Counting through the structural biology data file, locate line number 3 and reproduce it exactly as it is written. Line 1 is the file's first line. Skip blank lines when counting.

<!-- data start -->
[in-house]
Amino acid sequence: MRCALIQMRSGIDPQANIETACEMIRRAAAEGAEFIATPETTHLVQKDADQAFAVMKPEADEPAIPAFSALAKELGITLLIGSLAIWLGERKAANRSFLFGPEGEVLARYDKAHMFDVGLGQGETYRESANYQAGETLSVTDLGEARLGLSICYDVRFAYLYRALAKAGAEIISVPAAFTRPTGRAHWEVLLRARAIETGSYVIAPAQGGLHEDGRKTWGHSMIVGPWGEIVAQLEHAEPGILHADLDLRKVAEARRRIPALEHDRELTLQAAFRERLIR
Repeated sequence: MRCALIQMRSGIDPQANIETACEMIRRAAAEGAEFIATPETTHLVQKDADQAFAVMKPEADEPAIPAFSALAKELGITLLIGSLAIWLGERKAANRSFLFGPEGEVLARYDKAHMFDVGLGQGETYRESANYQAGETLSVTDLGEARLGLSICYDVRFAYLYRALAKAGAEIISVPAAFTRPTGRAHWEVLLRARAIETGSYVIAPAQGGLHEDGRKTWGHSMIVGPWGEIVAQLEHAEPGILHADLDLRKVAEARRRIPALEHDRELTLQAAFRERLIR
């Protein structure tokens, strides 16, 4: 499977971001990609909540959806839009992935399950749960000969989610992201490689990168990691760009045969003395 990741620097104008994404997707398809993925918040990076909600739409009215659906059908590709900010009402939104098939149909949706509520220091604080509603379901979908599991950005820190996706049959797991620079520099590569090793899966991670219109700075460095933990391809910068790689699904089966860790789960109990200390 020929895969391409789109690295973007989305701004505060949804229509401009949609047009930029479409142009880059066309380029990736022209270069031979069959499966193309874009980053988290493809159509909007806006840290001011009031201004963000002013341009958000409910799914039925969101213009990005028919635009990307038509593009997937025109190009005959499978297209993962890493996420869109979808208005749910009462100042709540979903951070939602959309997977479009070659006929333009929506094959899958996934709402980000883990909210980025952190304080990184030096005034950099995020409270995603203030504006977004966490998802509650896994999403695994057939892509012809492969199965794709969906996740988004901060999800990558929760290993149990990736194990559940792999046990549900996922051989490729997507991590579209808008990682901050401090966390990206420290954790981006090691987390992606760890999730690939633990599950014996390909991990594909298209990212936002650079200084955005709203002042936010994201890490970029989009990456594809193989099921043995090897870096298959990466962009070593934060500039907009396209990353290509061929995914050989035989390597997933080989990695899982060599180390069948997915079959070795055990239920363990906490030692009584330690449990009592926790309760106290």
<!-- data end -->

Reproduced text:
Repeated sequence: MRCALIQMRSGIDPQANIETACEMIRRAAAEGAEFIATPETTHLVQKDADQAFAVMKPEADEPAIPAFSALAKELGITLLIGSLAIWLGERKAANRSFLFGPEGEVLARYDKAHMFDVGLGQGETYRESANYQAGETLSVTDLGEARLGLSICYDVRFAYLYRALAKAGAEIISVPAAFTRPTGRAHWEVLLRARAIETGSYVIAPAQGGLHEDGRKTWGHSMIVGPWGEIVAQLEHAEPGILHADLDLRKVAEARRRIPALEHDRELTLQAAFRERLIR